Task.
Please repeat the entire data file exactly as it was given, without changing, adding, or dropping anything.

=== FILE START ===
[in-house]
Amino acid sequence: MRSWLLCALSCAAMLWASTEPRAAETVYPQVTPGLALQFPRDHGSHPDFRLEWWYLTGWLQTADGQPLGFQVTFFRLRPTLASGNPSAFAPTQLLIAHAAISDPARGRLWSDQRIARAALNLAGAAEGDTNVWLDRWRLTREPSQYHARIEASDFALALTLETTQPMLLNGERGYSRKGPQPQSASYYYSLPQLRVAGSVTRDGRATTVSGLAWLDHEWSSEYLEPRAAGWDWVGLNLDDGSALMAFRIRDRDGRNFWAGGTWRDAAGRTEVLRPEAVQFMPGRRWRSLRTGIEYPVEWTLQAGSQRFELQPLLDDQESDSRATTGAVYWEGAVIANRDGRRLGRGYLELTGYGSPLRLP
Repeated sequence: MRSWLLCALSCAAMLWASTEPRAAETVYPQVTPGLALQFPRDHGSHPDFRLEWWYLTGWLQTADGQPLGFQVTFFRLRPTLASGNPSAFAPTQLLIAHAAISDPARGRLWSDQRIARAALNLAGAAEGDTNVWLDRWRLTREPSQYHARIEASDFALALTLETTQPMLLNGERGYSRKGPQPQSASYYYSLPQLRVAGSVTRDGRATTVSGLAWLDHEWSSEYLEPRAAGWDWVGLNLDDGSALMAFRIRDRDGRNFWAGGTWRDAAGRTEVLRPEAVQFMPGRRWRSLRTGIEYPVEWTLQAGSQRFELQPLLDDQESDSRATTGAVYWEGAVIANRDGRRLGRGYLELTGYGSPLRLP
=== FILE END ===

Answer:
[in-house]
Amino acid sequence: MRSWLLCALSCAAMLWASTEPRAAETVYPQVTPGLALQFPRDHGSHPDFRLEWWYLTGWLQTADGQPLGFQVTFFRLRPTLASGNPSAFAPTQLLIAHAAISDPARGRLWSDQRIARAALNLAGAAEGDTNVWLDRWRLTREPSQYHARIEASDFALALTLETTQPMLLNGERGYSRKGPQPQSASYYYSLPQLRVAGSVTRDGRATTVSGLAWLDHEWSSEYLEPRAAGWDWVGLNLDDGSALMAFRIRDRDGRNFWAGGTWRDAAGRTEVLRPEAVQFMPGRRWRSLRTGIEYPVEWTLQAGSQRFELQPLLDDQESDSRATTGAVYWEGAVIANRDGRRLGRGYLELTGYGSPLRLP
Repeated sequence: MRSWLLCALSCAAMLWASTEPRAAETVYPQVTPGLALQFPRDHGSHPDFRLEWWYLTGWLQTADGQPLGFQVTFFRLRPTLASGNPSAFAPTQLLIAHAAISDPARGRLWSDQRIARAALNLAGAAEGDTNVWLDRWRLTREPSQYHARIEASDFALALTLETTQPMLLNGERGYSRKGPQPQSASYYYSLPQLRVAGSVTRDGRATTVSGLAWLDHEWSSEYLEPRAAGWDWVGLNLDDGSALMAFRIRDRDGRNFWAGGTWRDAAGRTEVLRPEAVQFMPGRRWRSLRTGIEYPVEWTLQAGSQRFELQPLLDDQESDSRATTGAVYWEGAVIANRDGRRLGRGYLELTGYGSPLRLP